Revelation 22:20

As to the expression "quickly," it is to be understood either on the principle

(1) that one day is with the Lord as a thousand years; or

(2) that there are many advents of Christ besides that last glorious one of which the New Testament says so much.

In support of this it is to be noted that the prophecies of this book, as other prophecies, refer to classes of events, and not exclusively to any one event. Hence, wherever there is like conduct, whether good or evil, there will be like recompense. Persecuting governments, and religions upholding them, will bring down on themselves Divine judgments. Such conditions of things were present when St. John wrote, and the punishment of them was speeding on to its fulfilment. So we prefer to understand the words of our text. Now, of the comings of Christ there are four, though not to all of them can the "quickly" of the text be applied, except on the principle first named above, and which St. Peter teaches us.

I. TO PUNISH NOTORIOUS WRONG. The destruction of Jerusalem was then, when St. John wrote, nigh at hand. The overthrow of the persecuting, pagan Roman empire was not far off; and, again and again, in the judgments that have befallen nations and wicked rulers and Churches, of which the records of history tell so much, may be seen fulfilments of this word. And without any vindictive spirit, from pure love of truth and righteousness, and from concern for human well being, the faithful Church has responded, and will respond, to the announcement of Christ's advent for this end: "Amen. Even so," etc. What a solemn reminder does this give to those who, in daring, presumptuous way, sin against God! In the midst of their proud defiance of the Lord, he may - it is likely that he will - come and judge them for their sins.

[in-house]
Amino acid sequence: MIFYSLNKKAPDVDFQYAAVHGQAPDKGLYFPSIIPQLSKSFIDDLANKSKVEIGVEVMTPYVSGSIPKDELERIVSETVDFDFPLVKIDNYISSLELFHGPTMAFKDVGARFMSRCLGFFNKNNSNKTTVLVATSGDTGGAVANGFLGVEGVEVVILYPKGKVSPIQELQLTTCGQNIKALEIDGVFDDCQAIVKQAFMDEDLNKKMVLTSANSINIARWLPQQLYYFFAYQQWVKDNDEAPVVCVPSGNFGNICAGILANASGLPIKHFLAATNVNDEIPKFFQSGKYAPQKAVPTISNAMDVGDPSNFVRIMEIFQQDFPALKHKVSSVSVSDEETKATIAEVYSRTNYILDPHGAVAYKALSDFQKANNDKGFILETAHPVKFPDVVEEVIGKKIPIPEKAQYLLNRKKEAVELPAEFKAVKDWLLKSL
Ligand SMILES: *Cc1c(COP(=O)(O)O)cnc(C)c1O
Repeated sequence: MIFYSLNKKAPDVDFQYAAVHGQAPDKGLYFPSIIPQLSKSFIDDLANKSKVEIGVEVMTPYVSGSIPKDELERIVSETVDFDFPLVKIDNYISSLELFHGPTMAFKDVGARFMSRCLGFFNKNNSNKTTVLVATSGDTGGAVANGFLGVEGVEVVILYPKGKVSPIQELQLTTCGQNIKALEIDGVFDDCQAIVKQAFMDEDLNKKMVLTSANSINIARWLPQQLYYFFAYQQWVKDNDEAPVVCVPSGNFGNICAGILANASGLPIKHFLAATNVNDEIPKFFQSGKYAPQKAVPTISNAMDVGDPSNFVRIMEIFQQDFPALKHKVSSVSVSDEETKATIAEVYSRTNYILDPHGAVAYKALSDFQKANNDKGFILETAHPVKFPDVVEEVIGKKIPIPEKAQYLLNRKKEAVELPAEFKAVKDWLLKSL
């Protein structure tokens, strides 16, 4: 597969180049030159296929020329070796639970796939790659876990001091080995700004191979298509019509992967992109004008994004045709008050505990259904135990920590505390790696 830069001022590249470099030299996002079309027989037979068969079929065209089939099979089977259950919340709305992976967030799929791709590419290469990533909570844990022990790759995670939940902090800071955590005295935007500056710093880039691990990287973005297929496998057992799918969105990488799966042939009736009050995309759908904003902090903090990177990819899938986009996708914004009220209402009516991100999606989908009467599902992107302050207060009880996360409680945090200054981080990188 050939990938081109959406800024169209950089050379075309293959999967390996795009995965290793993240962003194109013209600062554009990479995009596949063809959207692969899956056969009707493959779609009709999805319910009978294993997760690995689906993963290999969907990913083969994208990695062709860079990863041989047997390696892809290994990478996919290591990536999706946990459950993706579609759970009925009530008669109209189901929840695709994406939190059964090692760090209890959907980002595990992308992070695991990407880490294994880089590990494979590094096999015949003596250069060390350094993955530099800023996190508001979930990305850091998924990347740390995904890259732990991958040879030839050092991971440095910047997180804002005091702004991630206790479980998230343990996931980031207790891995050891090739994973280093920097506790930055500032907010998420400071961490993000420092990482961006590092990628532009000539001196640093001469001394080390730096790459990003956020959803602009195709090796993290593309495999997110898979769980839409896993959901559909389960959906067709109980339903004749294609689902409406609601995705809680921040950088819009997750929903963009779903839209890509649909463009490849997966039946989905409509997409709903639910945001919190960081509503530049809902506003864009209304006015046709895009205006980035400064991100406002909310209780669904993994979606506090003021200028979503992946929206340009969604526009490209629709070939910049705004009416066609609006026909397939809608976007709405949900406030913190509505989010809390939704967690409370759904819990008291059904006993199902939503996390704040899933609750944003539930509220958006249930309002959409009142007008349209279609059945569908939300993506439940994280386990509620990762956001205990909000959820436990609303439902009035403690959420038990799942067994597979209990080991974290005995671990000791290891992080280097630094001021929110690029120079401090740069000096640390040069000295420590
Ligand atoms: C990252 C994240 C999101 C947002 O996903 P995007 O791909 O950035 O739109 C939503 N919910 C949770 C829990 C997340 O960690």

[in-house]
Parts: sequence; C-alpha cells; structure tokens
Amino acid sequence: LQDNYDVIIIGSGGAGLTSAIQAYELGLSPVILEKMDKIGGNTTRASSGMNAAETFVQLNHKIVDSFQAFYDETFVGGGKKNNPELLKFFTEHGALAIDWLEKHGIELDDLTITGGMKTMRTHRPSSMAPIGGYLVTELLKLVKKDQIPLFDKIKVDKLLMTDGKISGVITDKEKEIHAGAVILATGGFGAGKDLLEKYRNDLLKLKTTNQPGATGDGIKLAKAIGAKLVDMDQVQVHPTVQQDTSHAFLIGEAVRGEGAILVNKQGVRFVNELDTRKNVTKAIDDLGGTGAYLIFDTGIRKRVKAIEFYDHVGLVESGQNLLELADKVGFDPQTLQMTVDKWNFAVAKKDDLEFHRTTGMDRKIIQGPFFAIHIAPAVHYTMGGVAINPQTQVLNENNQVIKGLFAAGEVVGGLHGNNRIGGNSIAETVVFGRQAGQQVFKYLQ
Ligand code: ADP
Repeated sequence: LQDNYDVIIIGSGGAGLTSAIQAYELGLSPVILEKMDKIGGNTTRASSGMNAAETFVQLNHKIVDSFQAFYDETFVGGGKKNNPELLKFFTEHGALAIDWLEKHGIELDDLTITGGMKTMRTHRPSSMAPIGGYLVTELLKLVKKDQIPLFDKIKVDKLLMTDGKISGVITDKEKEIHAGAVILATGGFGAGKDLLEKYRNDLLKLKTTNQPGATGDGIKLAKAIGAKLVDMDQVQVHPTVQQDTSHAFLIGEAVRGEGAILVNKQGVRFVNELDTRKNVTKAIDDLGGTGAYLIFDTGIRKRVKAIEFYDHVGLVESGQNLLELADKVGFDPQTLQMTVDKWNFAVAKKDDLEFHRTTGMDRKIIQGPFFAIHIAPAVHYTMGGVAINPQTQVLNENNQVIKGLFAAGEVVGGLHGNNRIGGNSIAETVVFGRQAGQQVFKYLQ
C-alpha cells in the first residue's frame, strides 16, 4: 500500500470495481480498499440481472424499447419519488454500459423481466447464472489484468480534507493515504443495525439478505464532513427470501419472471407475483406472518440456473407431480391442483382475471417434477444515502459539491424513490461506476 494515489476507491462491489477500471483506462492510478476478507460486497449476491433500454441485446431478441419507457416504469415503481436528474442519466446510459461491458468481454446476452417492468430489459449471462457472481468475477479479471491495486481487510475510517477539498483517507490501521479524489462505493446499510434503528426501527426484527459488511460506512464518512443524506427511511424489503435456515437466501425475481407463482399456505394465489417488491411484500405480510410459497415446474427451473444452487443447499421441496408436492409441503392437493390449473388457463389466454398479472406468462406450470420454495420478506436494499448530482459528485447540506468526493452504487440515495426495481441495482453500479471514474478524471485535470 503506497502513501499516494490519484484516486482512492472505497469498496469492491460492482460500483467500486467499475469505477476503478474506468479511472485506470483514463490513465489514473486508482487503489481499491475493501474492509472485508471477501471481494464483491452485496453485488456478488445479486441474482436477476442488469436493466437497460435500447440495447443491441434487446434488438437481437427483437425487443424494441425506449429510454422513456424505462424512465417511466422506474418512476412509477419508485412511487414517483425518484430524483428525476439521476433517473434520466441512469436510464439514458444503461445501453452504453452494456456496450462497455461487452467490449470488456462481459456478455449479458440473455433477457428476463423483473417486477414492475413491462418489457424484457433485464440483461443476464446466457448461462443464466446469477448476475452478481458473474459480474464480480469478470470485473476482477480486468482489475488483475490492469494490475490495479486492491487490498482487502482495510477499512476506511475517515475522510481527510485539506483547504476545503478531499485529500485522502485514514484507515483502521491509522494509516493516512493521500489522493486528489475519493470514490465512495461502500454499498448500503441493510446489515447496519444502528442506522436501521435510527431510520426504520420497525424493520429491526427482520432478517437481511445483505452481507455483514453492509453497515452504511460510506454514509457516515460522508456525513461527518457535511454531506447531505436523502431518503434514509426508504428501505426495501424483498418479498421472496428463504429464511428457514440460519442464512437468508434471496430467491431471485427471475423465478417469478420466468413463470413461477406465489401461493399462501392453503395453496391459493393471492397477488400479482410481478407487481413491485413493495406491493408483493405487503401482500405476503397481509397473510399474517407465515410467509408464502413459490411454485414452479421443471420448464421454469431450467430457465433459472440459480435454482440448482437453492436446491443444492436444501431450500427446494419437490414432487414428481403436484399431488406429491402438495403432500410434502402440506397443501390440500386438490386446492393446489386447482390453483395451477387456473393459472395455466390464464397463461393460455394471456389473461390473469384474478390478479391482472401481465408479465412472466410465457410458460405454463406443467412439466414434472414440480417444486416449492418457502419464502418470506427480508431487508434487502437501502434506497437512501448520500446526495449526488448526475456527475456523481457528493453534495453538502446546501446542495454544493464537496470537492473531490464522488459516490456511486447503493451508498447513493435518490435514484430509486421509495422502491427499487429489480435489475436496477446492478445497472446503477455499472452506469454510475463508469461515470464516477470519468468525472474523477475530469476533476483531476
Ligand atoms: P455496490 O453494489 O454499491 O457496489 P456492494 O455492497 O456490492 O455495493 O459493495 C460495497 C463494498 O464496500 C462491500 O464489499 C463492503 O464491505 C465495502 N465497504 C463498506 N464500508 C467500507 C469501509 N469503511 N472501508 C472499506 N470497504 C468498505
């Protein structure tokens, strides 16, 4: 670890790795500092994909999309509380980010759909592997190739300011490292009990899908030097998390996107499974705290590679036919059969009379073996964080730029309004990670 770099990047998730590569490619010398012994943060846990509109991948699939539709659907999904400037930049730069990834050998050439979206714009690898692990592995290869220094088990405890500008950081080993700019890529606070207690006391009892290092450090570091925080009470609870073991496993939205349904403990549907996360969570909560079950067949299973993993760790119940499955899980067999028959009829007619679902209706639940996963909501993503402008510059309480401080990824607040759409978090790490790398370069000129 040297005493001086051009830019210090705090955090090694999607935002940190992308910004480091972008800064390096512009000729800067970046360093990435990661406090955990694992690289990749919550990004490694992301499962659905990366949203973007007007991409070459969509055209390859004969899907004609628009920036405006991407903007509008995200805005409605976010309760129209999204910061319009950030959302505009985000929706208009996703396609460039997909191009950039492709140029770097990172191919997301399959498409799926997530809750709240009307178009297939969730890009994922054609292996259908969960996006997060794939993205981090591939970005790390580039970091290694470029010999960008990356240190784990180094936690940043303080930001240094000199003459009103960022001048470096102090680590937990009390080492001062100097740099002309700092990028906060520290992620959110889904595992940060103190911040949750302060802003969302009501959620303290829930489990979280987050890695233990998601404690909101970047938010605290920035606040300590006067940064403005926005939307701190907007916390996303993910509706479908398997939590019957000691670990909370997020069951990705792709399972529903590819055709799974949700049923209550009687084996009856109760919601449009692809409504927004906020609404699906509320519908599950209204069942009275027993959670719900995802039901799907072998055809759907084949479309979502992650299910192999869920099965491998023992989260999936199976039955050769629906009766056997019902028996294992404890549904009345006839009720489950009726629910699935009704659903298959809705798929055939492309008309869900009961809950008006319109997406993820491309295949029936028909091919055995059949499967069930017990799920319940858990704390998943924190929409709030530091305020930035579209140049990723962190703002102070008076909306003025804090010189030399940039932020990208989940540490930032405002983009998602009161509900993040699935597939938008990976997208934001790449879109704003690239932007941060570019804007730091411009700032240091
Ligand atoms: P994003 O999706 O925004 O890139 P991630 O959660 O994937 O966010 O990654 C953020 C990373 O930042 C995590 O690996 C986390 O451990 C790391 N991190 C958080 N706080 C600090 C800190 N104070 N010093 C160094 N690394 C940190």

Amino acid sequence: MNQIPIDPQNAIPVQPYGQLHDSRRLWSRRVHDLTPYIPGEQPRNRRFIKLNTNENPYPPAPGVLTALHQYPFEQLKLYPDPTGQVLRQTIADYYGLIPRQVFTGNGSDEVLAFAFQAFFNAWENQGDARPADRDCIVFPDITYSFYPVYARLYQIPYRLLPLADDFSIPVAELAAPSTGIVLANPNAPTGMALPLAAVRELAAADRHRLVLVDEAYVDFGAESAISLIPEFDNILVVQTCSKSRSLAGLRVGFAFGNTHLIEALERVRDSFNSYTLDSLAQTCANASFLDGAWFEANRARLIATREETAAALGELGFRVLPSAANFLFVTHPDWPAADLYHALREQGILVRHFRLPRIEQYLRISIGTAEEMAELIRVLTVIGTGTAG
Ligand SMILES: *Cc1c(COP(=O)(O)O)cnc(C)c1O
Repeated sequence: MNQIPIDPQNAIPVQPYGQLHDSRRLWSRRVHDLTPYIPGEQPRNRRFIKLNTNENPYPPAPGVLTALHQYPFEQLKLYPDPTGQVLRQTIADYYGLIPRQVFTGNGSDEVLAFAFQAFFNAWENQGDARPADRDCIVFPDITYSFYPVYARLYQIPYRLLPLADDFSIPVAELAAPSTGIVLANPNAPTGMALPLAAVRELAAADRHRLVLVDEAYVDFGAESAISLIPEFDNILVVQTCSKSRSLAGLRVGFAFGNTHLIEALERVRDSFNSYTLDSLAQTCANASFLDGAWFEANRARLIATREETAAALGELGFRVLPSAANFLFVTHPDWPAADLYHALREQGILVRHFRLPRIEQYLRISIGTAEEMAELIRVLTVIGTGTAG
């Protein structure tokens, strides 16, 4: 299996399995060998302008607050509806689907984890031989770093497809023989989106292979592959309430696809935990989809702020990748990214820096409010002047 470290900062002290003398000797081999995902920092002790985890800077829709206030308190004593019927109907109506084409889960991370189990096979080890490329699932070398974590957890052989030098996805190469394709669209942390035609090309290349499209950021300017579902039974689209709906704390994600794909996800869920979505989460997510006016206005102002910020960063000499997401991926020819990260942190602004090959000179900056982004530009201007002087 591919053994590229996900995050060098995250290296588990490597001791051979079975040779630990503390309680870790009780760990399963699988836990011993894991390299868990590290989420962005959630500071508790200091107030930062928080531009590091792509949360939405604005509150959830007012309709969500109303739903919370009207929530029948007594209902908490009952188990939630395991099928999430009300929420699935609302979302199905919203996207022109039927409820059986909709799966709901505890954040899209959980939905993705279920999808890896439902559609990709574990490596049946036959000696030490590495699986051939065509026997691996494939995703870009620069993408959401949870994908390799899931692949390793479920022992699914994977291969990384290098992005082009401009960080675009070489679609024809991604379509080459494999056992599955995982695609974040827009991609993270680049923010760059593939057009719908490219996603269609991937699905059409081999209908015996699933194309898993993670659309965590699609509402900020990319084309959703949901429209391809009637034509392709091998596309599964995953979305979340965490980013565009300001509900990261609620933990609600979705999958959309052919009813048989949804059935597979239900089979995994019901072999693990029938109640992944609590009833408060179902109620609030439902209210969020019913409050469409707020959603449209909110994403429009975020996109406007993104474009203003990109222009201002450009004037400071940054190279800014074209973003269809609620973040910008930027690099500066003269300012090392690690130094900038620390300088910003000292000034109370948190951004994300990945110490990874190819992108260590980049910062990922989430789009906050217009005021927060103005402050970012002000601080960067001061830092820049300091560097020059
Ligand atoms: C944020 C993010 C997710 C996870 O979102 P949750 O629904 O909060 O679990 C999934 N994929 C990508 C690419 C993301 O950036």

II. TO REIGN ON EARTH. That he will thus come the Scripture statements plainly declare. And these statements are very numerous. This coming of the Lord is perpetually referred to in the New Testament, and is predicted likewise in the Old Testament. No doubt the apostles believed it would be in their time. The Lord had not said it would not, and hoping that it might - their wish becoming father to their thought - they spoke and wrote as if it would. We are distinctly forbidden to look to them for information as to the date of this advent, for the Lord said to them, "It is not for you to know." Therefore any words of theirs that seem to imply, as they do, the speedy coming of Christ, are to be read with this remembrance, that it was not given to them to speak authoritatively on this matter. And in the later Epistles it is evident that their earlier thoughts had become modified, and they had learnt to contemplate as probable the fact that the Lord's advent would not be in their time; and hence they give directions for the ordering of the Church after they are gone (cf. Second Epistle to Timothy, etc.). And the declarations concerning our Lord's advent to reign on earth are to be understood literally. Many, no doubt, affirm that they are to be all interpreted of a spiritual reign, and to be explained as figures, metaphors, and the like. But we have a principle of interpretation laid down for us in the predictions concerning our Lord's first advent. What was there said of him literally came to pass. A large part of the gospel history may be compiled from those ancient prophecies which told of what literally came true in the life and death of our Lord. The Scriptures were fulfilled in him in no figurative, but in a literal sense. So was it, and, therefore, we believe, so will it be. And when we think of what is involved in the coming of our Lord to reign - of glory to God, of good to man - how can the Church do otherwise than say, "Amen. Even so," etc.?